Since its confirmed case in Dallas, Texas on September 30th, the Ebola virus has dominated many mainstream newscasts and even some conversation on the Southern Oregon University campus. Reports are being updated hour to hour and include news that the director of the U.S. Centers for Disease Control and Prevention, Dr. Tom Frieden, activated a 21-day monitoring which would begin Monday in the six states where about 70 percent of air travelers enter the United States from Liberia, Guinea and Sierra Leone, countries hard hit by Ebola in West Africa. Those states are New York, Pennsylvania, Maryland, Virginia, New Jersey and Georgia.
The three-week period marks the maximum incubation time forEbola.
Part of the reason for the interest and concern are the grizzly images and symptoms of Ebola which include boils and bleeding from the mouth and eyes as well as low survival rate if not treated aggressively.
Still there are few cases confirmed of the virus in America, none in Oregon, yet the concern continues to mount and healthcare professionals are forced to deal with it by creating web pages, answering questions and holding news conferences even in Medford, Oregon where, according to Jackson County Health officials, Ebola is unlikely to emerge.
The LA Times reported that a bus system in their downtown area was temporarily shut down after a rider who had traveled to Nigeria complained about feeling feverish. Also, Jesuit High School in Portland cancelled a class visit that was supposed to host 18 representatives from the U.S. Department of State Pan African Youth Leadership Program due to fear of the disease. These students are between the ages of 15-18 and were selected by U.S embassies from Republic of Congo, Ivory Coast and Niger. None of the countries that the students or the feverish bus rider hail from have reported a single case of Ebola.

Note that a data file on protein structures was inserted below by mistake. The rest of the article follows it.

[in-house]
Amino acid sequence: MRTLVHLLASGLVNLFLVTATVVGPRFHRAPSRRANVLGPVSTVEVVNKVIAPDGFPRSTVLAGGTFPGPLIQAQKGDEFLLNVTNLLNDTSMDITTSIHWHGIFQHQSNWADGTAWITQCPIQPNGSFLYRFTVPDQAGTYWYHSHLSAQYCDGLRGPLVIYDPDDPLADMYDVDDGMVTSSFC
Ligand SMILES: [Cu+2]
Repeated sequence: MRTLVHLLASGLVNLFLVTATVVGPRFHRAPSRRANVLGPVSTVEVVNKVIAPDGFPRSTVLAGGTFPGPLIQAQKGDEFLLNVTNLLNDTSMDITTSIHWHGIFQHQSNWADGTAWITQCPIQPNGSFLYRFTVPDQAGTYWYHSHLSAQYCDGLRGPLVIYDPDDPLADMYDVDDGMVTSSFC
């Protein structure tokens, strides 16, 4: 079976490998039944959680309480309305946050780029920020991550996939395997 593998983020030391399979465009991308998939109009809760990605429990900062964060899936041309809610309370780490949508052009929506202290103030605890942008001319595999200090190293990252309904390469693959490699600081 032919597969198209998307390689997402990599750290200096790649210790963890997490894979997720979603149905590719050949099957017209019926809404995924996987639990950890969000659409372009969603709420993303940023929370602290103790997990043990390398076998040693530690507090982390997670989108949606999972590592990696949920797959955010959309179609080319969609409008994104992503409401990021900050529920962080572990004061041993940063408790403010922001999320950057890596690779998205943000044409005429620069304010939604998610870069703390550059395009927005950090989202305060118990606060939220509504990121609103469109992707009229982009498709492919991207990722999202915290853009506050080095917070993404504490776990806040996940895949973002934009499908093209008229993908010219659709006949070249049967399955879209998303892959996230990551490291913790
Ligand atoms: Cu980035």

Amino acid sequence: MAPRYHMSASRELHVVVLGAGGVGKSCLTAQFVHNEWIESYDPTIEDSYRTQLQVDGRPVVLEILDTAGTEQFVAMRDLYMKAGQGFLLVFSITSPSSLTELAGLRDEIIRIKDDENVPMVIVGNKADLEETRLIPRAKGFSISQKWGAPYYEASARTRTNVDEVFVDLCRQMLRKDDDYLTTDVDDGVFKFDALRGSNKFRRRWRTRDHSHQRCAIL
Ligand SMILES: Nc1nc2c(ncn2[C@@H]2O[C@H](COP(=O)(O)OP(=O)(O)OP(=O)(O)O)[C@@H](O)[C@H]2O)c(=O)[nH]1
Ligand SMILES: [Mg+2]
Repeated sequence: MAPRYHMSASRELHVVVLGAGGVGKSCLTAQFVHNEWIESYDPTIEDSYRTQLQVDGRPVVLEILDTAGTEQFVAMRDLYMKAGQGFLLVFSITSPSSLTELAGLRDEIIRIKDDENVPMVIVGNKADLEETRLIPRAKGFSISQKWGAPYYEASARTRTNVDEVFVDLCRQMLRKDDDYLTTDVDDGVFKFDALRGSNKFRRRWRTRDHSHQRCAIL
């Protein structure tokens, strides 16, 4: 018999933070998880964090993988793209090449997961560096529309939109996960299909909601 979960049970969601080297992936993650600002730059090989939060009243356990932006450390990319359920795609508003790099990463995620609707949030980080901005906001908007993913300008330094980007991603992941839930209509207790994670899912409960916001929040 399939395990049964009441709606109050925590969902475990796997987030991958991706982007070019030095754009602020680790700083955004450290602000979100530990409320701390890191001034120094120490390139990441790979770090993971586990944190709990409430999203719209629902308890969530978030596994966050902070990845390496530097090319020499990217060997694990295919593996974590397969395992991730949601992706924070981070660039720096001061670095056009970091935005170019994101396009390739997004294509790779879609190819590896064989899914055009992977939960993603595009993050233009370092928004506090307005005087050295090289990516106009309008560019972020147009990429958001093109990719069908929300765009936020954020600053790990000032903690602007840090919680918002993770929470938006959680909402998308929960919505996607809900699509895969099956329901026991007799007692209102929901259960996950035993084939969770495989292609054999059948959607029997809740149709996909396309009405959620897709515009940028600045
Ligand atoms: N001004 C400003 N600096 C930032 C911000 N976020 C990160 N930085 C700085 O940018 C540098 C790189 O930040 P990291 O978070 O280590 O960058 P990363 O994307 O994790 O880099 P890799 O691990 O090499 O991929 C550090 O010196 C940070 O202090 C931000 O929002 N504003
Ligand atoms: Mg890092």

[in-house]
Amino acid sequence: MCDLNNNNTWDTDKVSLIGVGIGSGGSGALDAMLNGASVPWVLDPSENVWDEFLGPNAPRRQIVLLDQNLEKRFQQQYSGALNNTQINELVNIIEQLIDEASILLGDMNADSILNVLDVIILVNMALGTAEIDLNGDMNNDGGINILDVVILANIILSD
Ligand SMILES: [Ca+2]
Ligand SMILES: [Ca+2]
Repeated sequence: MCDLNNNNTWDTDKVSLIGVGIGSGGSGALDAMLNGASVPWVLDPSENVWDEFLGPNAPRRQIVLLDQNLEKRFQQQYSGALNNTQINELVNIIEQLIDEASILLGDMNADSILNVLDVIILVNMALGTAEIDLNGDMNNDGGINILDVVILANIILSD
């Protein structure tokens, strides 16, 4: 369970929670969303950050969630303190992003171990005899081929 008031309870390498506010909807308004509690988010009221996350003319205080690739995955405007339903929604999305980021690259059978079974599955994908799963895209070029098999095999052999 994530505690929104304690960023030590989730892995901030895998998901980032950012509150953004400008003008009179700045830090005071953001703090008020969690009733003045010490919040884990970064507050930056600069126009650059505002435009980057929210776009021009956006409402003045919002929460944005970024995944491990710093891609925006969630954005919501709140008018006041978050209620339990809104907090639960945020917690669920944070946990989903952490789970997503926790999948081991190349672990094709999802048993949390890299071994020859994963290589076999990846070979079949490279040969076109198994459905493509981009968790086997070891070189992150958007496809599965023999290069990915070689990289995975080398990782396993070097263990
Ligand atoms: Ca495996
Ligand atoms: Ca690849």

Concern about foreign diseases being imported to the U.S. is not a new thing. At the end of 2003 America became obsessed with Bovine Spongiform Encephalopathy or more commonly known as Mad Cow Disease. Though the disease was discovered in Britain in 1986 and peaked in 1993, Americans didn’t really become concerned until 2003 when one cow in Canada was confirmed to have BSE. The next few months were a pandemonium of meat recalls and cattle testing, spearheaded by scientific facilities in the UK, where the disease was most prominent. Dating from 1996 to today, there have been four BSE fatalities in the United States.
Still, healthcare facilities across the country are reporting an increase in questions about the disease and are trying to make as much information known as possible. Jackson County Public Health representing Ashland to Grants Pass published an entire page on their website recently explaining their plan of action should Ebola come here. Hospitals have also been briefed should a case be discovered in our area. The treatment for the disease is largely about treating the symptoms.
Nurses and doctors treating patients around the world have been concerned about how U.S. reaction including mandatory quarantines for returning healthcare professionals will affect future aid to countries in need.
Nurse Kasi Hickox was put in isolation Friday after returning to New Jersey from a month in Sierra Leone.
Her quarantine, part of a days-old policy the governors of New York and New Jersey instituted for all healthcare workers who’ve had contact with Ebola patients in West Africa, has been criticized widely by healthcare experts.
On Sunday, Hickox spoke by phone with CNN cable news, “This is an extreme that is really unacceptable, and I feel like my basic human rights have been violated,” Hickox said. She said she was confused as to how New Jersey Governor Chris Christie, who has no medical training, could describe her as “obviously ill.”
Still, the fear of Ebola spreading continue today with decisive action and treatment for anyone who may have had a chance of exposure.
Meantime, an expert who has studied Ebola for more than a decade, Purdue University’s David Sanders, said on Monday that he feels the policy on mandatory quarantines in New York and New Jersey are “largely political” rather than medical fact and that leaders are acting based on the desire to calm a panicked public rather than to do what’s most beneficial.